“Death by Silver,” or, “the landlady has a point, the plant DID try to bite the help”

Melissa Scott and Amy Griswold
I’ll start off by saying that this is definitely within the Sherlock Holmes archetype of stories,1 but it’s got enough differing it from the rest to be interesting.
The first big difference is in the setting: it’s the same Victorianesque time period as the average Sherlock Holmes book, but this is a world with magic of a sort – or, as the locals refer to it, metaphysics. It’s a bit of a complex system, based upon written language and a fairly complex grammar, utilizing a variety of different written squares. I don’t have a great grasp of how it all works, which is okay, because the way it’s written it has a good mix of detail and lack thereof. It’s a good balance, and the way its integrated into the rest of the world is quite nice.
That leads into the second difference: while there’s a clear Sherlock figure, I got the feeling that he’s the secondary of the two narrative main characters.2 While the Sherlock is still the normal Sherlock, albeit using magic instead of opium, the Watson is a metaphysician for hire, rather than a doctor. The story begins with him, in fact: a customer comes to him to remove a curse from the family silver. Finding a lack of a curse, he does a cleansing… and is rather surprised a few days later when he’s hired again to sort out the murder of his previous client, his skull having been bashed in with some of the recently-cleansed silver. It’s at this point that he brings in the Sherlock, as that’s more his area of expertise.
The relationship between the two of them is the third major difference.3 They went to school together, had a bit of a schoolboy dalliance, broke it off in college, and then resumed it in their adulthood. It’s a weird interaction – one of those rom-com style things, where both parties involved want the same thing, but are both convinced the other doesn’t want it. It makes the switching viewpoints mechanic pretty hilarious, to be honest; I spent a lot of time gleefully muttering “you idiot” at the both of them.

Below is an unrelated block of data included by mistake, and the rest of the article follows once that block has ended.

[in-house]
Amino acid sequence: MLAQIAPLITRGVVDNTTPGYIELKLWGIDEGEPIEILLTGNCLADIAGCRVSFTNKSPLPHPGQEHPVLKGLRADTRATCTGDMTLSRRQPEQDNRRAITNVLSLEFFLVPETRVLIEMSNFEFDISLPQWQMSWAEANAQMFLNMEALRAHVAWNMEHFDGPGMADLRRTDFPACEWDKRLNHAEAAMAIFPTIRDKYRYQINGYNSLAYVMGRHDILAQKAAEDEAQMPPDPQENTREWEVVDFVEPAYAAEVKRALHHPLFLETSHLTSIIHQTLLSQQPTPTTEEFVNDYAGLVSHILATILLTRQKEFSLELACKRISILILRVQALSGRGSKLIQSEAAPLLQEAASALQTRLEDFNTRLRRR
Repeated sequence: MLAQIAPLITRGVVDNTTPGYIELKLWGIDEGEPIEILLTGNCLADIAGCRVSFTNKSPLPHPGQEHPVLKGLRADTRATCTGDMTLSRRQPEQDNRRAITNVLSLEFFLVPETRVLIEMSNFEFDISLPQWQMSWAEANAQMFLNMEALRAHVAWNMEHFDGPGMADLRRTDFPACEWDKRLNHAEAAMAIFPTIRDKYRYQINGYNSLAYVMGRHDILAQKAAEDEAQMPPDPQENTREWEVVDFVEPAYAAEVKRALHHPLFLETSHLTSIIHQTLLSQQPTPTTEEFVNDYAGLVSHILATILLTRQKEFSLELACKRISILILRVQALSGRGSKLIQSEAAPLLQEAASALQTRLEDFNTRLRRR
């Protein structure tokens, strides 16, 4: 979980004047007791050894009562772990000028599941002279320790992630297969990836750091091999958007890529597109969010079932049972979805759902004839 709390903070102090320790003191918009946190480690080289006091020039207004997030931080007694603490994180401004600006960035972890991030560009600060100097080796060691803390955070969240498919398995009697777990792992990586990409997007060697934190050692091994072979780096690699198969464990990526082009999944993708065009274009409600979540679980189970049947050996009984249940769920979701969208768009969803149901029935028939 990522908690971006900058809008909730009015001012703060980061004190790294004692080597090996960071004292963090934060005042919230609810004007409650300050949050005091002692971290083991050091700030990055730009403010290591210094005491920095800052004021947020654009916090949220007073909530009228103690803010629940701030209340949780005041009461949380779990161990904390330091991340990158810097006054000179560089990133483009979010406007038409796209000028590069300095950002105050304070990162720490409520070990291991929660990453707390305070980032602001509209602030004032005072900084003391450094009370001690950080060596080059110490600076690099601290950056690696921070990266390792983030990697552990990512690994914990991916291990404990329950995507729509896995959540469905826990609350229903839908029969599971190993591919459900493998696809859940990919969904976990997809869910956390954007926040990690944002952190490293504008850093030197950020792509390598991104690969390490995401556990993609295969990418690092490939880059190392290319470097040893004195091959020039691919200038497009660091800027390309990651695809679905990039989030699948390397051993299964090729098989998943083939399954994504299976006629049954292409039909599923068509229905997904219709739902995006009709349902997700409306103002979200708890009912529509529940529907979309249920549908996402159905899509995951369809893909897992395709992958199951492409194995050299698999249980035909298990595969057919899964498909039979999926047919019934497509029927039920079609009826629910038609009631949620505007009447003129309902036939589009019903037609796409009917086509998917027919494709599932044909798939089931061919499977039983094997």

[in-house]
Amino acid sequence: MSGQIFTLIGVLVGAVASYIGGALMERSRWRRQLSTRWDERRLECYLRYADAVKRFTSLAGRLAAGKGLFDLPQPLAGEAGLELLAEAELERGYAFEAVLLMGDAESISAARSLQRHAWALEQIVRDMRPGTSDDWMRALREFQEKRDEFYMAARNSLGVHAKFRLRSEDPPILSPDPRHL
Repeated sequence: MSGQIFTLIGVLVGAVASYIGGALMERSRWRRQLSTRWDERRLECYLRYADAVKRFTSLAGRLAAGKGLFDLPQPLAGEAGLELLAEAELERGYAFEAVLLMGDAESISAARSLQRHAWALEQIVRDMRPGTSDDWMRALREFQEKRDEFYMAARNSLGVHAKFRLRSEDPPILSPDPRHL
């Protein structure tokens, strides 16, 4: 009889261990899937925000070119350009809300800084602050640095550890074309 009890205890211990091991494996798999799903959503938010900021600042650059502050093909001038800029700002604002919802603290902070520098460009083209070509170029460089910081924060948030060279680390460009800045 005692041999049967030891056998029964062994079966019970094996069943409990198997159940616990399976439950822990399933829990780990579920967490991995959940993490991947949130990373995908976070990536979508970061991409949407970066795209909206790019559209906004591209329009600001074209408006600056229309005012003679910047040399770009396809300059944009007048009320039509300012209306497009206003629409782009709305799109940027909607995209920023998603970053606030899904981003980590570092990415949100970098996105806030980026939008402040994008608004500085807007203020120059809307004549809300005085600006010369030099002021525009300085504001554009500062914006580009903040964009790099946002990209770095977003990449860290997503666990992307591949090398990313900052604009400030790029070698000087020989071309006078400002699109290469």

It’s the taboo quality of that relationship that I enjoyed the most, I think: the book doesn’t go in for the gloss-over-it style that some take, wherein the Victorian “don’t ask, don’t tell” style4 is stretched to cover openly gay men. Instead, it’s a matter of only being shown or spoken of behind closed doors. Secretive clubs that one must be vouched for by an existing member to get into. Careful remarks that can be said to have been misheard if the wrong response is given. It makes the whole thing realistic – take away the magical aspect of the book, and I could absolutely believe it was someone’s autobiography, hidden away and recently rediscovered and published by a descendant.
All in all, it made for an interesting read, and I’m quite happy to recommend it to you.


  1. I should have a tag for ‘Holmesian books’ by now, I read enough of them. 
  2. Two protagonists, working together; the viewpoint switches off between the two of them throughout. Nonetheless, the Sherlock has the helm slightly less than the Watson. 
  3. Well, insofar as it’s explicitly stated; there’s a lot of queer theory talk about the canonical Holmes/Watson relationship. 
  4. See “a bared ankle is improper, but I’ll meet you at the brothel for some opium later.”